Turkey has also signed a $22 billion deal contracting Russia to build a nuclear power plant in Mersin, which is in southern Turkey. While construction had already begun on the new reactor, Moscow is already looking to secure a deal to build another. Turkey will be tied to Russia for decades to maintain, replace and dispose of any nuclear materials used. This will pose a significant risk for Turkey moving forward if relations between the two should continue to deteriorate, said Cohen.
A meeting between Erdogan and Russian President Vladimir Putin in Moscow last month resulted in significant progress in the area of bilateral trade. Erdogan said that the two countries would develop a $100 billion trade relationship by 2023, improving significantly on its current trade of $30 billion. However, this economic vision was before Russia began providing weapons to Bashar Assad's authoritarian regime in Syria, where its ultimate aim is to keep Assad in power and defeat Syrian rebels and fighters with the Islamic State group.
While Turkey supports attacking ISIS and rebel groups inside Syria, it doesn't want to see Assad remain in power because he is allied with Iran, Ankara's regional rival in the Middle East, and Russia, which needs Assad to remain in power so it can continue to influence Russian foreign policy in the Mediterranean and the Middle East. If Assad were to fall, any incoming government would very likely expel Russia from the country because of its relationship with Assad.
"If necessary, Turkey can obtain gas from very different places. Russia should think well," claimed Erdogan in the aftermath of Russian strikes inside Syria that began more than two weeks ago.
What Can Turkey Do If Relations Sour?
The stark truth for Russia is that Turkey does have other options. It currently takes around 20 percent of its natural gas from Iran, which it can increase using a pipeline in the east of the country. However, this may be difficult for Turkey because of Iran's relationship with Russia and Syria.
One other potential option is Israel. Turkey and Israel have historically had a poor political relationship, made worse in 2010 when Israeli commandos boarded a Turkish-flagged ship that was attempting to take humanitarian supplies to Gaza. In the melee, nine people died. Despite the almost nonexistent political ties, economic relations have strengthened between the two countries in recent years.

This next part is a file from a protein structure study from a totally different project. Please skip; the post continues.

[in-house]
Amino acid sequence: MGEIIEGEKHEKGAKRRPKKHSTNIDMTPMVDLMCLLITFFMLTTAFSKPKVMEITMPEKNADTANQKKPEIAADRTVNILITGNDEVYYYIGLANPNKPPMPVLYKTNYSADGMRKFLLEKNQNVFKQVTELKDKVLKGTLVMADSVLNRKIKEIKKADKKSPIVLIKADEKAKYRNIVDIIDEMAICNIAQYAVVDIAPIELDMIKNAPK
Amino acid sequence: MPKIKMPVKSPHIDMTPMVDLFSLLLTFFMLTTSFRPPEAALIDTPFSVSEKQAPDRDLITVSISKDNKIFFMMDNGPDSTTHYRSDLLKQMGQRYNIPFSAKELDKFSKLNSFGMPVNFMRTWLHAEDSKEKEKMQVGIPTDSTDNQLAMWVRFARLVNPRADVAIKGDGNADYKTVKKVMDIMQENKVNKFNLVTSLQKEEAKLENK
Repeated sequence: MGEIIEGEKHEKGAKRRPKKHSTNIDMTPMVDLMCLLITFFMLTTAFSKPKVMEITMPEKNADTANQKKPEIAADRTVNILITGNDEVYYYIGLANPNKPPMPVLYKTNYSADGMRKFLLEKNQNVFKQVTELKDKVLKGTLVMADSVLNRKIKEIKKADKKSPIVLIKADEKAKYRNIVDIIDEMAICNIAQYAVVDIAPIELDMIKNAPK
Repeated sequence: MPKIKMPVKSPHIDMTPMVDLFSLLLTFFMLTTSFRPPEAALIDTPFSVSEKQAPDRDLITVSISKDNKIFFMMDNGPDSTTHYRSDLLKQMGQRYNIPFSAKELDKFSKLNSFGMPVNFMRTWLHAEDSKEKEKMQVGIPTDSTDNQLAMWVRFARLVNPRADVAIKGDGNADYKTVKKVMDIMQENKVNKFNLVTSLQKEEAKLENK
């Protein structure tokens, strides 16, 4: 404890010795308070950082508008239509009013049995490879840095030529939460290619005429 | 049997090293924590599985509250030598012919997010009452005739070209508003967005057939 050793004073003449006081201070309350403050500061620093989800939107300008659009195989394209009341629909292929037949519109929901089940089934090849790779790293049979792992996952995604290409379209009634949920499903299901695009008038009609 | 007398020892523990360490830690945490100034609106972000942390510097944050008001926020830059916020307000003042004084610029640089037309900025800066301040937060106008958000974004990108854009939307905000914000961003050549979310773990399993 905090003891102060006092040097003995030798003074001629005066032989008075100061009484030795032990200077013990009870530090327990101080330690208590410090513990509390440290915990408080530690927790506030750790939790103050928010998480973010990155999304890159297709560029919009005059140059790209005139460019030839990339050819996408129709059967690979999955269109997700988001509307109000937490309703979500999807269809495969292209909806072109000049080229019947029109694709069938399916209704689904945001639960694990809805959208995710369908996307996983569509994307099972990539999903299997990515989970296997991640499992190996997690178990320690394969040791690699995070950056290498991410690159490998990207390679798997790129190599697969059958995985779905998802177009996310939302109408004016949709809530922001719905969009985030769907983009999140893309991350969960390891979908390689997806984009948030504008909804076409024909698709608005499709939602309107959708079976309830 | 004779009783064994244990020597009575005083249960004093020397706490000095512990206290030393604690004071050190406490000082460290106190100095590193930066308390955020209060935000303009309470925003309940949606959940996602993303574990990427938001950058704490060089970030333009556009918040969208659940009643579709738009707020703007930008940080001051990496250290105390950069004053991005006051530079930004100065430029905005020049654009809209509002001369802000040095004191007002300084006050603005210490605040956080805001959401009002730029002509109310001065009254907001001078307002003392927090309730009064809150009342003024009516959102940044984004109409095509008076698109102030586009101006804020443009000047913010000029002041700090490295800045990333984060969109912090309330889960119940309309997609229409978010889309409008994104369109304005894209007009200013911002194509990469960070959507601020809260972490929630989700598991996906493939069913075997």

Statistics released by the Israeli government earlier this year show that trade between Israel and Turkey increased by 11.5 percent to $5.5 billion from 2013 to 2014. That framework has laid the foundation for a possible gas deal between the two. In August, Israel began the process of extracting gas from the Leviathan natural gas field in the Mediterranean Sea, which is thought to hold 620 billion cubic meters. Currently, the easiest way to get that gas to Europe is through Turkey, which offers the closest pipeline leading to the Continent, according to Daily Sabah.
While it remains to be seen how the war in Syria will ultimately affect Russia’s energy relationship with Turkey, it could well be the case that neither is willing to sacrifice successful economic ties in a fight against Syria’s dictator.
There’s "a very strong interdependence between the two countries," said Altay Atli, a lecturer at the Asian Studies program of Bogazici University in Istanbul. "Neither Turkey nor Russia would be willing to sacrifice the economic prospects just because they have different ideas about the future of Bashar Assad."